Apart from slow speeds, transaction fees are also higher with Bitcoin. Both problems stem from Bitcoin’s mining algorithm, which is slow and expensive. The electricity needed to mine Bitcoins can rival that of a small country.
And on top of that, Bitcoin’s developers seem to be not doing anything about it. Changes like these seem trivial and easy for a typical software project. The way Bitcoin’s blockchain is made, however, makes it difficult to enact changes of any kind.
Predictably, lots of others sought to create alternative digital coins to overcome Bitcoin’s weaknesses. This led to a race to solve cryptocurrency’s scalability problem.
Notable examples of these altcoins included the next few digital coins in the value ranking. Names such as Ethereum, Litecoin, Dogecoin, and Ripple.
Litecoin is seen as Bitcoin’s closest competitor. Started in 2011, Litecoin sought to improve upon Bitcoin in many ways. Litecoin mines coins roughly every 2.5 minutes, compared to Bitcoin’s 10 minutes. This speeds up transactions by up to 4x.
Litecoin also allows for more coins in circulation – 84 million compared to Bitcoin’s 21 million. It also uses a different algorithm called scrypt, that is more memory intensive but lowers mining speed.
Ethereum is currently the second most valuable cryptocurrency next to Bitcoin. What Ethereum improves upon is not so much with performance as it is with usability.
Ethereum provides a platform for developers to host decentralized applications, or DApps, into the Ethereum network. It does this using Smart Contracts, self-executing pieces of code that triggers when conditions are met. This makes Ethereum to be a highly “usable” altcoin with practical, real-world applications.
The Altcoin Outlook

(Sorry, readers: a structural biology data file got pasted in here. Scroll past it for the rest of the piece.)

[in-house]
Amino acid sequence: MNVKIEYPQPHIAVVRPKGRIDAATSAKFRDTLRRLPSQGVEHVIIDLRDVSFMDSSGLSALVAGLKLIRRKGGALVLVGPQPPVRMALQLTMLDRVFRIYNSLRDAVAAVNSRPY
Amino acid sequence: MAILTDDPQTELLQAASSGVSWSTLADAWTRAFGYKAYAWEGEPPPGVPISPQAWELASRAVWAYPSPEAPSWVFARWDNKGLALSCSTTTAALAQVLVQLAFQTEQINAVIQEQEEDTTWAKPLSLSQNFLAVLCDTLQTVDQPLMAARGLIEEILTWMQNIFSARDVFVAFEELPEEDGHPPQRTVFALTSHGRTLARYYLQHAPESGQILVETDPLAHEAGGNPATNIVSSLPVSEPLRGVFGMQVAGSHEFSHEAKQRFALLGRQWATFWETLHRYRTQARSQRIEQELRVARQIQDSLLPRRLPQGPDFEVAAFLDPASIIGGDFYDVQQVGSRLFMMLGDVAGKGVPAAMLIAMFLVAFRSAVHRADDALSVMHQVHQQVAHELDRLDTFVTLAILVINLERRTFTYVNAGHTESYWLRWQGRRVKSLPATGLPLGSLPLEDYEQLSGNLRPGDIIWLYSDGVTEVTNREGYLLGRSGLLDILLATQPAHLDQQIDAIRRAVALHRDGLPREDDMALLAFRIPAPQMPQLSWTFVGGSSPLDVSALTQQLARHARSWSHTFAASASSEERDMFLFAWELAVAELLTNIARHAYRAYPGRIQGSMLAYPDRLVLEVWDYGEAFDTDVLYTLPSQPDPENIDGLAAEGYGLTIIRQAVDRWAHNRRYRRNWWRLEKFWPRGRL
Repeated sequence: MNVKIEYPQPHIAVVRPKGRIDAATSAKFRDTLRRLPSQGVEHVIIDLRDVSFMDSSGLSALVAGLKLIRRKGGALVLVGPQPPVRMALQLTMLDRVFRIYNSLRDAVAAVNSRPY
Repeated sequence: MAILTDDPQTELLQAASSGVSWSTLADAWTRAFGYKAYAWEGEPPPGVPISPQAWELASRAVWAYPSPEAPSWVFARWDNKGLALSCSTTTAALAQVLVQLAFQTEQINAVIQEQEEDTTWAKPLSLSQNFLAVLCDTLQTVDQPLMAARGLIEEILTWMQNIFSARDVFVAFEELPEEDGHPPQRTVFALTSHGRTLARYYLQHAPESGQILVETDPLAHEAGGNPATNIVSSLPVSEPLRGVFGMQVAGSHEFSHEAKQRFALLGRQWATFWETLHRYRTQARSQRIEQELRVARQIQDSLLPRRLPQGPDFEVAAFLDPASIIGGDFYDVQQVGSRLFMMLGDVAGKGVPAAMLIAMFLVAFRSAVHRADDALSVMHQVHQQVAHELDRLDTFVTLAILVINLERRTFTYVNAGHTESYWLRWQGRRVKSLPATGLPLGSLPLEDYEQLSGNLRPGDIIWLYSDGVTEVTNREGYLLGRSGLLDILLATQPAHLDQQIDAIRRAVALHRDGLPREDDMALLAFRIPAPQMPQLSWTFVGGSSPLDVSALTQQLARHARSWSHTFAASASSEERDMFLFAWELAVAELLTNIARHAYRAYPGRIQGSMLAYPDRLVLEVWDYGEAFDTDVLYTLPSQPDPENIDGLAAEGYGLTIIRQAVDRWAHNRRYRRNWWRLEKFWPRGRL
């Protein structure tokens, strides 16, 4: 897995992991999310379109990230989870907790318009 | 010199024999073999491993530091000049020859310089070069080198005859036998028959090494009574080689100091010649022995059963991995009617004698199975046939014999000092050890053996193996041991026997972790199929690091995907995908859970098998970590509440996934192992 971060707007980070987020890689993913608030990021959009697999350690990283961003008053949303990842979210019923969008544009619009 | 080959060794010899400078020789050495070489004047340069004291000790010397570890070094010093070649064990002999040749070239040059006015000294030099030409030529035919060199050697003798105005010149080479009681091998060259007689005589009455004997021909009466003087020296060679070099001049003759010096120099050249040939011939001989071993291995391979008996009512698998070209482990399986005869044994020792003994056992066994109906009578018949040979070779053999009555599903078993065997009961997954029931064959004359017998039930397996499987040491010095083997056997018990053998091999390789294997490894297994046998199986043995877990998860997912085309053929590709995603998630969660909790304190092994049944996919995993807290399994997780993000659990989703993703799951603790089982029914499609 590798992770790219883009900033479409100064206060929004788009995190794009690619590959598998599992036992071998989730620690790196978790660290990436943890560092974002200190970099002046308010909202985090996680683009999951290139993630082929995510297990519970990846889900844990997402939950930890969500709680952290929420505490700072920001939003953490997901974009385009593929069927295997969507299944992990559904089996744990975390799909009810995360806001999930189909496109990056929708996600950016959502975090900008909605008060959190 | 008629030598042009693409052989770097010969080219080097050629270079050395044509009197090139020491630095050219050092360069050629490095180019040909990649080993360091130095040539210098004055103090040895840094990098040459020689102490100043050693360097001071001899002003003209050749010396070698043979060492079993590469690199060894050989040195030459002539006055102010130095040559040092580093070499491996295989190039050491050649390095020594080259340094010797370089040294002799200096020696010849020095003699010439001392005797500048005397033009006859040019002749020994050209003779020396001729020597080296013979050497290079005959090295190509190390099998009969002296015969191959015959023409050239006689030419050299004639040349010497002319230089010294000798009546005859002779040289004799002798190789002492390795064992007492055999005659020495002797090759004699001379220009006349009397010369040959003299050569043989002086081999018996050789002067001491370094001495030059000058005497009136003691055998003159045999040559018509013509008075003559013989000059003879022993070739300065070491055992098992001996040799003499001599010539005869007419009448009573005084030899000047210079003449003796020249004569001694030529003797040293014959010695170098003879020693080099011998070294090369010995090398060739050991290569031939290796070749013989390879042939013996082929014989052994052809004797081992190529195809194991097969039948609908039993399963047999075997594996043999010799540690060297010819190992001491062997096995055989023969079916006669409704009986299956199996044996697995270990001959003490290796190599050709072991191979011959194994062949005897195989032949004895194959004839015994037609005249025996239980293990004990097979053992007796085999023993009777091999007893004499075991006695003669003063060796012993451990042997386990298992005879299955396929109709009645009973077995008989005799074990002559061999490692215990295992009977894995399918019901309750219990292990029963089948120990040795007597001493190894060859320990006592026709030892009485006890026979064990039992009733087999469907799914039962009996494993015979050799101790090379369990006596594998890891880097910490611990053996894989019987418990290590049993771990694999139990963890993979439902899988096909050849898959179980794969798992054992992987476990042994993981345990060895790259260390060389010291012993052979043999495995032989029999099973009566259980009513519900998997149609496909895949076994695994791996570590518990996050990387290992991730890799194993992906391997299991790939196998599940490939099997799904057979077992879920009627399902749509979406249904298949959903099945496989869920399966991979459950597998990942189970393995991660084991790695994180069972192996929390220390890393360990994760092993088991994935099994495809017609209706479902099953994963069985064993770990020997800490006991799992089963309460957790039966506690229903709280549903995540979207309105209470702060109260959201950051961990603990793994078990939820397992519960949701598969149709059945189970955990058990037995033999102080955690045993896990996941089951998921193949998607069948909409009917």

There are hundreds of more altcoins being developed by the day, with rapidly improving features. As of May 2018, this number is set to be around 1,500 different coins globally.
The biggest advantage of altcoins is in their rapid development. As more and more gets released, they collectively get closer to solving scalability. Eventually, one will surpass Bitcoin and achieve adoption. The math is simply on altcoin’s favor.
But, Bitcoin has some breathing room. Despite their growing number collectively, individually, they still see adoptions rates lower than that of Bitcoin.
Remember the 54 companies surveyed that accept cryptocurrencies? Of those, only 25 accept Litecoin, 15 accept Dash, 13 accept Ethereum and 15 accept Dogecoin. Compared to the 52 that accept Bitcoin, the winner is clear.
Altcoin has lots of advantages, but it still needs to prove that to the wider public. It needs to generate and market that value to make it stand out versus Bitcoin.
So for now, if we’re looking at which is currently the most usable, then Bitcoin is clearly the winner. Its early advantage and long tenure mean it’s the first in mind if people do get into cryptocurrency.
But the question though, is, for how long?
The race for widespread adoption is never-ending. If Bitcoin, or any cryptocurrency, were to achieve this adoption, surely adoption would follow suit for all the others. The influx of investors and businesses would lift the entire cryptocurrency for the better.
Being the first is not enough. Eventually, the much better altcoin will eventually surpass Bitcoin, regardless if it becomes widely adopted first. It all comes down to usability.
Real usability means being practical and reliable for everyday use. It should be something that can replace or even be better than traditional cash. We recommend looking at the various alternatives that meets the billing.
In the end, it would be wise to follow the old investment adage: don’t put your eggs in one basket. Invest in both Bitcoin and a high performing altcoin or two. It’s not so much as picking a side to see who wins. It’s more about getting more than one bet in the table.